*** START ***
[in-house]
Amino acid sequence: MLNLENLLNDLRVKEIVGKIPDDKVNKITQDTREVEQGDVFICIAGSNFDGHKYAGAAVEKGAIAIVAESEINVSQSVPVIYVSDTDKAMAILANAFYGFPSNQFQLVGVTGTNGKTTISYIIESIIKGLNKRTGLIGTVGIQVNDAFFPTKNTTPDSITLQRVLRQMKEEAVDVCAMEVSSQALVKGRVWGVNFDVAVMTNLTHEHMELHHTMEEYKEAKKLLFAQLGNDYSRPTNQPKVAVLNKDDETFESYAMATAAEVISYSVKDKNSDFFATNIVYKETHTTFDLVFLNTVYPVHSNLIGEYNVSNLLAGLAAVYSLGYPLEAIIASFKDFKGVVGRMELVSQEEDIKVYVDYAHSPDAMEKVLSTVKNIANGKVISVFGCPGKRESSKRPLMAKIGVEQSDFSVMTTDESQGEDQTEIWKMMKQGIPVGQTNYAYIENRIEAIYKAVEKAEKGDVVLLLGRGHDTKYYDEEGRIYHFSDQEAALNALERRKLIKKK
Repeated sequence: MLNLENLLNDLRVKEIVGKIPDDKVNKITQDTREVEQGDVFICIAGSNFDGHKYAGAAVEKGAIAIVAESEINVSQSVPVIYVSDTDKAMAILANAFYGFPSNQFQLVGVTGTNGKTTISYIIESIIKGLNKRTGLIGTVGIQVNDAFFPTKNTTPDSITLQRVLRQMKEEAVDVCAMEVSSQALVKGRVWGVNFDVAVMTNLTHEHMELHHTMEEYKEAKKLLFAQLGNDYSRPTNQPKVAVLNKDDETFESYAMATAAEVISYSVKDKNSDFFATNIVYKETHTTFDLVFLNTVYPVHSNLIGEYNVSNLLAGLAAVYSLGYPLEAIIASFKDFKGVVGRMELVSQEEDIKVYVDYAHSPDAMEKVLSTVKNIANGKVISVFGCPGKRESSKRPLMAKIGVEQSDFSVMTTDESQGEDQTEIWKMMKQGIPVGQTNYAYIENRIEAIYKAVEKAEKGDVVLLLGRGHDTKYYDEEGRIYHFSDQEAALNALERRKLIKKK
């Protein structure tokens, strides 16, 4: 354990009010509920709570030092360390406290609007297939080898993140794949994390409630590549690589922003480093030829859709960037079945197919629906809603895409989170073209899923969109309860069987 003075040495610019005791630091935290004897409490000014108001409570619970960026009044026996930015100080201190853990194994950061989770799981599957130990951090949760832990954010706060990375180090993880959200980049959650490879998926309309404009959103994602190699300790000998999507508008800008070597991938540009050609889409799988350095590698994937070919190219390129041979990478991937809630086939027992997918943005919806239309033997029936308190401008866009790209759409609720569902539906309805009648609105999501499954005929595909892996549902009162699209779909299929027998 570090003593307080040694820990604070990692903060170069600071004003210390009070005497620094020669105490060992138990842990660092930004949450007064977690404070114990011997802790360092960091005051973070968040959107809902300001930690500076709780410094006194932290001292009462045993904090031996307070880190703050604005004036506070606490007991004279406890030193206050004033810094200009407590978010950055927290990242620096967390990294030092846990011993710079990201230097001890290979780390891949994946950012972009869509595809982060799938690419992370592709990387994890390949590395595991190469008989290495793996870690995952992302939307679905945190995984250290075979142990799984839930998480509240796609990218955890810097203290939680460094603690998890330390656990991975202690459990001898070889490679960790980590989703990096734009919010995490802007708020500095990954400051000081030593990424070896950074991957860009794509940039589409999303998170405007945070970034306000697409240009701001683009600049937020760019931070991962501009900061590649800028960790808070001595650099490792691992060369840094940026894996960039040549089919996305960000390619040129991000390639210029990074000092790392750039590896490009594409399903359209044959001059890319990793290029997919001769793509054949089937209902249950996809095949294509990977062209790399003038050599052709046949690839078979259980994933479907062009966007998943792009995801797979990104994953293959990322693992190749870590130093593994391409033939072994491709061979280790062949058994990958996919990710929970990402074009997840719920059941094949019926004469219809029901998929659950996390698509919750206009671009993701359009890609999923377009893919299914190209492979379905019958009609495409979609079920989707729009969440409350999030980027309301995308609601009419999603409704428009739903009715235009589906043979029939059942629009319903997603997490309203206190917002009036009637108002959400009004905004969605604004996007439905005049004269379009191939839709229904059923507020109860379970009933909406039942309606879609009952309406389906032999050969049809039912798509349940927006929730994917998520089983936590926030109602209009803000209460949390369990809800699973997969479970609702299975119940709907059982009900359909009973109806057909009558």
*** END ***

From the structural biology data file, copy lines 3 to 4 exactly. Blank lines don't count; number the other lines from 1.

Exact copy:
Repeated sequence: MLNLENLLNDLRVKEIVGKIPDDKVNKITQDTREVEQGDVFICIAGSNFDGHKYAGAAVEKGAIAIVAESEINVSQSVPVIYVSDTDKAMAILANAFYGFPSNQFQLVGVTGTNGKTTISYIIESIIKGLNKRTGLIGTVGIQVNDAFFPTKNTTPDSITLQRVLRQMKEEAVDVCAMEVSSQALVKGRVWGVNFDVAVMTNLTHEHMELHHTMEEYKEAKKLLFAQLGNDYSRPTNQPKVAVLNKDDETFESYAMATAAEVISYSVKDKNSDFFATNIVYKETHTTFDLVFLNTVYPVHSNLIGEYNVSNLLAGLAAVYSLGYPLEAIIASFKDFKGVVGRMELVSQEEDIKVYVDYAHSPDAMEKVLSTVKNIANGKVISVFGCPGKRESSKRPLMAKIGVEQSDFSVMTTDESQGEDQTEIWKMMKQGIPVGQTNYAYIENRIEAIYKAVEKAEKGDVVLLLGRGHDTKYYDEEGRIYHFSDQEAALNALERRKLIKKK
């Protein structure tokens, strides 16, 4: 354990009010509920709570030092360390406290609007297939080898993140794949994390409630590549690589922003480093030829859709960037079945197919629906809603895409989170073209899923969109309860069987 003075040495610019005791630091935290004897409490000014108001409570619970960026009044026996930015100080201190853990194994950061989770799981599957130990951090949760832990954010706060990375180090993880959200980049959650490879998926309309404009959103994602190699300790000998999507508008800008070597991938540009050609889409799988350095590698994937070919190219390129041979990478991937809630086939027992997918943005919806239309033997029936308190401008866009790209759409609720569902539906309805009648609105999501499954005929595909892996549902009162699209779909299929027998 570090003593307080040694820990604070990692903060170069600071004003210390009070005497620094020669105490060992138990842990660092930004949450007064977690404070114990011997802790360092960091005051973070968040959107809902300001930690500076709780410094006194932290001292009462045993904090031996307070880190703050604005004036506070606490007991004279406890030193206050004033810094200009407590978010950055927290990242620096967390990294030092846990011993710079990201230097001890290979780390891949994946950012972009869509595809982060799938690419992370592709990387994890390949590395595991190469008989290495793996870690995952992302939307679905945190995984250290075979142990799984839930998480509240796609990218955890810097203290939680460094603690998890330390656990991975202690459990001898070889490679960790980590989703990096734009919010995490802007708020500095990954400051000081030593990424070896950074991957860009794509940039589409999303998170405007945070970034306000697409240009701001683009600049937020760019931070991962501009900061590649800028960790808070001595650099490792691992060369840094940026894996960039040549089919996305960000390619040129991000390639210029990074000092790392750039590896490009594409399903359209044959001059890319990793290029997919001769793509054949089937209902249950996809095949294509990977062209790399003038050599052709046949690839078979259980994933479907062009966007998943792009995801797979990104994953293959990322693992190749870590130093593994391409033939072994491709061979280790062949058994990958996919990710929970990402074009997840719920059941094949019926004469219809029901998929659950996390698509919750206009671009993701359009890609999923377009893919299914190209492979379905019958009609495409979609079920989707729009969440409350999030980027309301995308609601009419999603409704428009739903009715235009589906043979029939059942629009319903997603997490309203206190917002009036009637108002959400009004905004969605604004996007439905005049004269379009191939839709229904059923507020109860379970009933909406039942309606879609009952309406389906032999050969049809039912798509349940927006929730994917998520089983936590926030109602209009803000209460949390369990809800699973997969479970609702299975119940709907059982009900359909009973109806057909009558």